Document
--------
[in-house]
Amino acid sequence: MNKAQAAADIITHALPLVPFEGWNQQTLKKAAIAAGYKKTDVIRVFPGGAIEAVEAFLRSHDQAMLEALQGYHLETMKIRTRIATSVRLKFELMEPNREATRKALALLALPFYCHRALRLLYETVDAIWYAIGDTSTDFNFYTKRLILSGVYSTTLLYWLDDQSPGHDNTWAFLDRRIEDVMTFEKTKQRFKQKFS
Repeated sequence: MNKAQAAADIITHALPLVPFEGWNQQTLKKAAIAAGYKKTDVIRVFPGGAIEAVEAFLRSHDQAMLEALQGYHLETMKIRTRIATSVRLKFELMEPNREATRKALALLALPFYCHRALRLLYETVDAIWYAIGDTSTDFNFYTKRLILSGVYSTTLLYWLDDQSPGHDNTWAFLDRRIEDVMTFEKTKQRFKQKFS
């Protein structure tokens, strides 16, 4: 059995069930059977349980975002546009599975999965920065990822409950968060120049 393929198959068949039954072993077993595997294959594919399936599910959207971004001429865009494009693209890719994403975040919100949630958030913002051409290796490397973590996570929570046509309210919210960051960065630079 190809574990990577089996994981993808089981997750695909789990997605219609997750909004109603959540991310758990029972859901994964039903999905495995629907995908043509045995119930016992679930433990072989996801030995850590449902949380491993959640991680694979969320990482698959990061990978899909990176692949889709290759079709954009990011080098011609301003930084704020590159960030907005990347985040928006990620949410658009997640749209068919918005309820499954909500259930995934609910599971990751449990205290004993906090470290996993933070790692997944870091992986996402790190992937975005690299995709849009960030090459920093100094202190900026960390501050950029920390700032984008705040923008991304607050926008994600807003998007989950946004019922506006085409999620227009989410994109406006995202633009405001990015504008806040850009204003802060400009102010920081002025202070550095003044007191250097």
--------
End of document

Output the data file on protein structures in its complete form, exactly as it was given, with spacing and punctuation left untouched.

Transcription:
[in-house]
Amino acid sequence: MNKAQAAADIITHALPLVPFEGWNQQTLKKAAIAAGYKKTDVIRVFPGGAIEAVEAFLRSHDQAMLEALQGYHLETMKIRTRIATSVRLKFELMEPNREATRKALALLALPFYCHRALRLLYETVDAIWYAIGDTSTDFNFYTKRLILSGVYSTTLLYWLDDQSPGHDNTWAFLDRRIEDVMTFEKTKQRFKQKFS
Repeated sequence: MNKAQAAADIITHALPLVPFEGWNQQTLKKAAIAAGYKKTDVIRVFPGGAIEAVEAFLRSHDQAMLEALQGYHLETMKIRTRIATSVRLKFELMEPNREATRKALALLALPFYCHRALRLLYETVDAIWYAIGDTSTDFNFYTKRLILSGVYSTTLLYWLDDQSPGHDNTWAFLDRRIEDVMTFEKTKQRFKQKFS
């Protein structure tokens, strides 16, 4: 059995069930059977349980975002546009599975999965920065990822409950968060120049 393929198959068949039954072993077993595997294959594919399936599910959207971004001429865009494009693209890719994403975040919100949630958030913002051409290796490397973590996570929570046509309210919210960051960065630079 190809574990990577089996994981993808089981997750695909789990997605219609997750909004109603959540991310758990029972859901994964039903999905495995629907995908043509045995119930016992679930433990072989996801030995850590449902949380491993959640991680694979969320990482698959990061990978899909990176692949889709290759079709954009990011080098011609301003930084704020590159960030907005990347985040928006990620949410658009997640749209068919918005309820499954909500259930995934609910599971990751449990205290004993906090470290996993933070790692997944870091992986996402790190992937975005690299995709849009960030090459920093100094202190900026960390501050950029920390700032984008705040923008991304607050926008994600807003998007989950946004019922506006085409999620227009989410994109406006995202633009405001990015504008806040850009204003802060400009102010920081002025202070550095003044007191250097």